Barile’s efforts, which have gained national attention, arise from a deep-seated conviction that the treatment of older patients in this country must be improved. He spoke with the Silver Century Foundation about his advocacy efforts.
What attracted you to geriatrics as a medical specialty?
I grew up with my grandfather in the household. I think that if you ask many geriatricians about what inspired them to do their work, you’ll find that most talk about a good experience with an older person.
Every elder is different. There’s no average 85-year-old. Their physiology is different. Their presentation with illness is different. Most younger patients present in a typical fashion when they become sick, but not frail elders. For example, people’s organs age relatively independently of each other. So someone may be 90 and have relatively healthy kidneys but a bad heart. There are a lot of atypical presentations in elders. You have to be astute and creative about diagnostic approaches.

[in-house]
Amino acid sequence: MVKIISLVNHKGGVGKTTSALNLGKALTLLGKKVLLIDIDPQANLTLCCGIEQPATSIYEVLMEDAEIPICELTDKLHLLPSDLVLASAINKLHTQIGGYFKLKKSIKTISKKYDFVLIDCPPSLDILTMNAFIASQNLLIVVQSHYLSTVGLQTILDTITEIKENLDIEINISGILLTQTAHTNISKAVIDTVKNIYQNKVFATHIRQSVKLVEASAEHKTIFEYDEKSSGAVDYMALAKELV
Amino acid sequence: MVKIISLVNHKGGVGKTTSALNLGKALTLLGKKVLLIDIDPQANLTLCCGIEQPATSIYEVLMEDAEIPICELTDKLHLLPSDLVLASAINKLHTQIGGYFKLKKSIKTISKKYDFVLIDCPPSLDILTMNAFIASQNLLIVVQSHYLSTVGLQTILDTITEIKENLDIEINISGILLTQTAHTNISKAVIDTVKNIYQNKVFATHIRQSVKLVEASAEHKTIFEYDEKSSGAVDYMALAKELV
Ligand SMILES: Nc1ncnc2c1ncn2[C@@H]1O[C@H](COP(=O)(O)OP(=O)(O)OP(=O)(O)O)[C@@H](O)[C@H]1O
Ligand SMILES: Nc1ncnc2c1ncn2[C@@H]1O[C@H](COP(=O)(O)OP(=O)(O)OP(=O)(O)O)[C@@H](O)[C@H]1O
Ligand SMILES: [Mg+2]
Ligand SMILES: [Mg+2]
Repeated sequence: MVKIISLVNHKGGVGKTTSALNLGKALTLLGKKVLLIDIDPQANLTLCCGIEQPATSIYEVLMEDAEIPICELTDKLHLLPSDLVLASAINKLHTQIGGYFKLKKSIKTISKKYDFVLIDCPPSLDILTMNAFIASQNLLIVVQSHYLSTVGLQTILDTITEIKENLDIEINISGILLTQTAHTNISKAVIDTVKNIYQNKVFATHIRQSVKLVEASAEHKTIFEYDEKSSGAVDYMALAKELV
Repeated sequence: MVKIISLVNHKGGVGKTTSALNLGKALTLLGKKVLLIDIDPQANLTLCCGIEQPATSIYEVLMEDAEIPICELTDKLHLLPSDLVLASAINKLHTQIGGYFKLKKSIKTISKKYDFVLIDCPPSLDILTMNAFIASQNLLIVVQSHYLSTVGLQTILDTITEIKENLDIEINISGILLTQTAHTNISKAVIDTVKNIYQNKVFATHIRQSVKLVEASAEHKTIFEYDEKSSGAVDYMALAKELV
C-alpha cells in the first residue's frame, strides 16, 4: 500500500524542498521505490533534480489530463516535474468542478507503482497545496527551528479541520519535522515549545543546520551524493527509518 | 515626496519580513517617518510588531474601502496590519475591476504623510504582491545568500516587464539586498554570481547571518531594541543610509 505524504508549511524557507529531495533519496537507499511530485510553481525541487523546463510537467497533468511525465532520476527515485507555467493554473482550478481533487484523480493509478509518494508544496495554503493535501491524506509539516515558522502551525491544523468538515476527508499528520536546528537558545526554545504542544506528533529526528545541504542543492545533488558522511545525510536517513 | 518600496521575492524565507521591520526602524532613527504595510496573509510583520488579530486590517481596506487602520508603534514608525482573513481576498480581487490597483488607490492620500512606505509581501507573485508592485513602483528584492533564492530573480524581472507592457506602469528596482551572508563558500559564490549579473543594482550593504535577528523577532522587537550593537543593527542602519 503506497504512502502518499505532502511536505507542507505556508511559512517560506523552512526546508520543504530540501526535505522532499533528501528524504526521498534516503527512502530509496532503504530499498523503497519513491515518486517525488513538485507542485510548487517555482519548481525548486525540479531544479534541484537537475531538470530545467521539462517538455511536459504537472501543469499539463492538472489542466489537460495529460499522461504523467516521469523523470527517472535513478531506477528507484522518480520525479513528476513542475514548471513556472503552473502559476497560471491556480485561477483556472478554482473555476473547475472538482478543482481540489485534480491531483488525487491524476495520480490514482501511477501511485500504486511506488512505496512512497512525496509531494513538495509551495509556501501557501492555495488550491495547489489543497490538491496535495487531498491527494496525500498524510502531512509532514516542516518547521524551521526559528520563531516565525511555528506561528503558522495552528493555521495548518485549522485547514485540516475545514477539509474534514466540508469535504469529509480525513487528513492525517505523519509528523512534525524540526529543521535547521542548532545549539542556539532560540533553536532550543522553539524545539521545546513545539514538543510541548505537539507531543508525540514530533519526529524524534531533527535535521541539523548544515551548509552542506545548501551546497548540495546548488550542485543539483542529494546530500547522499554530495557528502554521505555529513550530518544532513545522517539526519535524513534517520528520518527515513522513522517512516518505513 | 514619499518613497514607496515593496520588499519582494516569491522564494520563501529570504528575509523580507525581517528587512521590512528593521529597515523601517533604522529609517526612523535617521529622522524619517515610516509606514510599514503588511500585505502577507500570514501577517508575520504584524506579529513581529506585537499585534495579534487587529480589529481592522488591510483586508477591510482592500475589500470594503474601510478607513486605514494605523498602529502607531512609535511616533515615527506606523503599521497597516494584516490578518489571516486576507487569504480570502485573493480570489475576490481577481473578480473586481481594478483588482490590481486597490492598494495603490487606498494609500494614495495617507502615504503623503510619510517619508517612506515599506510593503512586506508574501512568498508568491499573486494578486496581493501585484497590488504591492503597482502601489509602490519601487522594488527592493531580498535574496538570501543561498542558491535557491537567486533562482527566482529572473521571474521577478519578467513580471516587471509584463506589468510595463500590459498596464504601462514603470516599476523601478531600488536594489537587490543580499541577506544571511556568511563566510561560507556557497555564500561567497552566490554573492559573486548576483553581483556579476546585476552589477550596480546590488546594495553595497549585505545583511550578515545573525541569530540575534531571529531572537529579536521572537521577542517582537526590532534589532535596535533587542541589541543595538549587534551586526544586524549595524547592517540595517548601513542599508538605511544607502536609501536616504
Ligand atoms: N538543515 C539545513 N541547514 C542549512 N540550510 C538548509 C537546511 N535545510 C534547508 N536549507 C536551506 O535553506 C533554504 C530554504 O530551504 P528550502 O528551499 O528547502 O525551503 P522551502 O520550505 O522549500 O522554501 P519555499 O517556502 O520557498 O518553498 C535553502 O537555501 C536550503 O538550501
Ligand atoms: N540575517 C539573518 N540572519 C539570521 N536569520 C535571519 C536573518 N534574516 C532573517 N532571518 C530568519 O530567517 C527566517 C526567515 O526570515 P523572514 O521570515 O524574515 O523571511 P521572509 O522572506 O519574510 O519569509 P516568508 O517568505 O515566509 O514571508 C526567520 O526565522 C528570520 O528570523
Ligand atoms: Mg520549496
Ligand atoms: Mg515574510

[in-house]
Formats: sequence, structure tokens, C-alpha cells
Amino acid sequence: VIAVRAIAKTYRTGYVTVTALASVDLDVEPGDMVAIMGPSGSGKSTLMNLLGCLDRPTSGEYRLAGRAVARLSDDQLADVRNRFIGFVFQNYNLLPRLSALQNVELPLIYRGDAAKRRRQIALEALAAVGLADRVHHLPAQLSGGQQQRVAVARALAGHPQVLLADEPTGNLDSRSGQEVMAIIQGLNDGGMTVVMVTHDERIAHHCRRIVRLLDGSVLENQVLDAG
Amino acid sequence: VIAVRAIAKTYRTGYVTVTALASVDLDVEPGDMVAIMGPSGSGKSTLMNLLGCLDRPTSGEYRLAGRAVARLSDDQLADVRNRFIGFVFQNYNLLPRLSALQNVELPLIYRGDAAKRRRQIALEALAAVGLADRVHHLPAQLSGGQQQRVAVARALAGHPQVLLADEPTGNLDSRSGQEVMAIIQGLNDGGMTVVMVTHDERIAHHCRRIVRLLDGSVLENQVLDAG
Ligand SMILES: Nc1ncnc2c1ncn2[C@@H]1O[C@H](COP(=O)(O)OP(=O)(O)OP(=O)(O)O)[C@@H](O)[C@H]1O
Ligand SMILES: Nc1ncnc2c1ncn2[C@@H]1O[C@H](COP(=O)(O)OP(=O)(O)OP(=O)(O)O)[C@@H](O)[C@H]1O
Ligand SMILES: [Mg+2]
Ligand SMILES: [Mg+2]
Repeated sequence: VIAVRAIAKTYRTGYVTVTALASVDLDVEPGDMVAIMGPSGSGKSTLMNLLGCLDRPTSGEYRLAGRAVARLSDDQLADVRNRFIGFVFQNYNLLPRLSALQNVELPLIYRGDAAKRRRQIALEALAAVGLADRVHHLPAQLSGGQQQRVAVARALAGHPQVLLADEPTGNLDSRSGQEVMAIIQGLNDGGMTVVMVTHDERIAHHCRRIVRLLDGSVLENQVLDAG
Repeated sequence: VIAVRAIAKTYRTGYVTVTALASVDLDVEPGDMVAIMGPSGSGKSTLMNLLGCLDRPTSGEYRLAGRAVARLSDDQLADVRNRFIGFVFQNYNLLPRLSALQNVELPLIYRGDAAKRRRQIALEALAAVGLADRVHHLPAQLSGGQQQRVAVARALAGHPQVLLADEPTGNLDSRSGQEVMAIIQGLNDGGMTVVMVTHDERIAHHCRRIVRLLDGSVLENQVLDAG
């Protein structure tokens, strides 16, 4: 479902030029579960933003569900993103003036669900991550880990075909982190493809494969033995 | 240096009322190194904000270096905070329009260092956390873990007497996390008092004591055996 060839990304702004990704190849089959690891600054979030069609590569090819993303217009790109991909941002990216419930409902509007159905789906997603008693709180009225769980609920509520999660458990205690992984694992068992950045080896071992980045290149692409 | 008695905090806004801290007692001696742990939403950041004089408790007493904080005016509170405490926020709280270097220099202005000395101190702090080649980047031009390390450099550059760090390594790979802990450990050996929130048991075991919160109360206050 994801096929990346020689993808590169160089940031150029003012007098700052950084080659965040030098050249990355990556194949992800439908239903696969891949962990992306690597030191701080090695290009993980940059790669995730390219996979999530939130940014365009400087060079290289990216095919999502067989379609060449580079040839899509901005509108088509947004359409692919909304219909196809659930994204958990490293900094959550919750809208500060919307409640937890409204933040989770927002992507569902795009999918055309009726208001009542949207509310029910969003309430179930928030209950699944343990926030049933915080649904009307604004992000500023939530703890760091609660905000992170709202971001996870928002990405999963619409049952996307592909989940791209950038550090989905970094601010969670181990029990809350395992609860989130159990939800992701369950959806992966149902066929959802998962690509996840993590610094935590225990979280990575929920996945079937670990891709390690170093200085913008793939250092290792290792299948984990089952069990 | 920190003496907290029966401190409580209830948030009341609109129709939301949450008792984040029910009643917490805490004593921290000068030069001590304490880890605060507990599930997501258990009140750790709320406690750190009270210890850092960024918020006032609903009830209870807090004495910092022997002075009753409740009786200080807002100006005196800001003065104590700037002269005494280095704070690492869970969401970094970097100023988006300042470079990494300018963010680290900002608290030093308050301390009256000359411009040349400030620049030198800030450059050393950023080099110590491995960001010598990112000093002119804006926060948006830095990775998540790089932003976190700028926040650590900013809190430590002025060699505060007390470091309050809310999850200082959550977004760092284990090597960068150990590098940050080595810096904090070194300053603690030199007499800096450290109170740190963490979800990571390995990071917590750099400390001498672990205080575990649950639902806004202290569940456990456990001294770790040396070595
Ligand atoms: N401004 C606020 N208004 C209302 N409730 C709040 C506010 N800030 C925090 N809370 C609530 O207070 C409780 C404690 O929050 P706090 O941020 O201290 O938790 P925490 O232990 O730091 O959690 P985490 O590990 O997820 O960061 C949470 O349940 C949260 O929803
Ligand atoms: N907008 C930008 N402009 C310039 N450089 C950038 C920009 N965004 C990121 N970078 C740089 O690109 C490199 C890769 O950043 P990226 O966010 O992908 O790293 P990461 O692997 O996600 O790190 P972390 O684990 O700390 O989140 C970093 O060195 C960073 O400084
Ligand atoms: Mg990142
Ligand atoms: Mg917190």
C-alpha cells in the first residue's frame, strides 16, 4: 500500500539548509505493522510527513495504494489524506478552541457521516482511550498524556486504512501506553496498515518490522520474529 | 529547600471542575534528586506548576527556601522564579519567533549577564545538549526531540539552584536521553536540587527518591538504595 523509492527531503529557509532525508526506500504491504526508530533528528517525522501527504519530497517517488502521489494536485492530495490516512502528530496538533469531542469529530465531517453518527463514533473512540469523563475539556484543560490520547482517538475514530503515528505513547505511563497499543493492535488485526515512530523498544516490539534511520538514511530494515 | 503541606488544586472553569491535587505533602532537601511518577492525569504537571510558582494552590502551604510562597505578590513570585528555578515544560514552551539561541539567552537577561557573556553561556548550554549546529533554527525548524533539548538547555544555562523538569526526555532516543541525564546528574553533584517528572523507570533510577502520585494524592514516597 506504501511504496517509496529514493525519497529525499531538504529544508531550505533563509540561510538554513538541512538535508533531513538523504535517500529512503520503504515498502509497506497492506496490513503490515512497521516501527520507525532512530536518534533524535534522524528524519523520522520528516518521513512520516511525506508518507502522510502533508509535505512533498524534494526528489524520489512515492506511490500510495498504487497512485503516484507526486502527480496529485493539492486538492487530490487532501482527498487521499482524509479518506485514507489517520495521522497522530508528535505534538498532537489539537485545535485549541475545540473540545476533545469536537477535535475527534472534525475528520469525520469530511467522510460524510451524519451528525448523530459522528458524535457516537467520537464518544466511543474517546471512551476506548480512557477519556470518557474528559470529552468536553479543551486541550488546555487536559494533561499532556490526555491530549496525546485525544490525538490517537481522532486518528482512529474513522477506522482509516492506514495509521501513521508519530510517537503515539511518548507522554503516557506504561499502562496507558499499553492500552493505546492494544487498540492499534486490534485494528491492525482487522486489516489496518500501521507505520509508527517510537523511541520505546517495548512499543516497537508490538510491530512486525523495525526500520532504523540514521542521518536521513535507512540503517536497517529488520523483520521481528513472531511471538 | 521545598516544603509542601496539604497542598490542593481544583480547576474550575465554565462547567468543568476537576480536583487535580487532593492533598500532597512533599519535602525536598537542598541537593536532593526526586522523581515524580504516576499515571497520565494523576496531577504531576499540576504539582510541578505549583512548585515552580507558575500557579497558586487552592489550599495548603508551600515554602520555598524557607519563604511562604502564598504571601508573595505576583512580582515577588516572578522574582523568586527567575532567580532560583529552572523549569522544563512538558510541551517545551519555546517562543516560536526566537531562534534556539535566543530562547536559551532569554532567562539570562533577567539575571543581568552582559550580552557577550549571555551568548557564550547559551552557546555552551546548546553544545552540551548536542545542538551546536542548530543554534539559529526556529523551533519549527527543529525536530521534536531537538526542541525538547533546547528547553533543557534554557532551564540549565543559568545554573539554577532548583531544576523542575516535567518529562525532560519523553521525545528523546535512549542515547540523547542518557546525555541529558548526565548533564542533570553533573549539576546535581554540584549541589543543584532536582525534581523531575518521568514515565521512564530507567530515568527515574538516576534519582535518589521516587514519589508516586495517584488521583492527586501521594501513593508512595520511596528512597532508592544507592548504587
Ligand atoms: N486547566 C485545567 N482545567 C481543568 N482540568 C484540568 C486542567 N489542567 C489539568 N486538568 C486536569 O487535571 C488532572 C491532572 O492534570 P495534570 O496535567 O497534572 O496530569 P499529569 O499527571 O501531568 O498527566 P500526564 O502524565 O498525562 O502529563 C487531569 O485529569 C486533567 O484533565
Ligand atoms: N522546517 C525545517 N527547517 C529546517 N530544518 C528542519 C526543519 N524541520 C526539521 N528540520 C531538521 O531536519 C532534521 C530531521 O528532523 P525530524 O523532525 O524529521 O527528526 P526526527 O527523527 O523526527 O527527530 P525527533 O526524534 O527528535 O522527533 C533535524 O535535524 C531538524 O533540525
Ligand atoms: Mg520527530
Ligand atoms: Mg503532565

What inspired your approach toward older patients?
I’m not a politically active person, but I really dislike ageism in decision making in our culture. We live in a youth-oriented culture and the mentality is everywhere, even in medicine. I don’t think older patients have enough of an advocacy support system behind them. I think they get exploited.
Can you tell us why advance directives commonly used in end-of-life care need to be updated with POLSTs?
Advance directives haven’t meaningfully affected decision making when it comes to end-of-life care. Most people don’t have an advance directive, and when they do, it’s rarely completed in the context of the patient’s illness, prognosis and personal goals. It’s usually filled out by an attorney or social worker, who might ask a person, “What do you want?” But this isn’t discussed in the context of what’s medically realistic. A doctor has got to weigh in.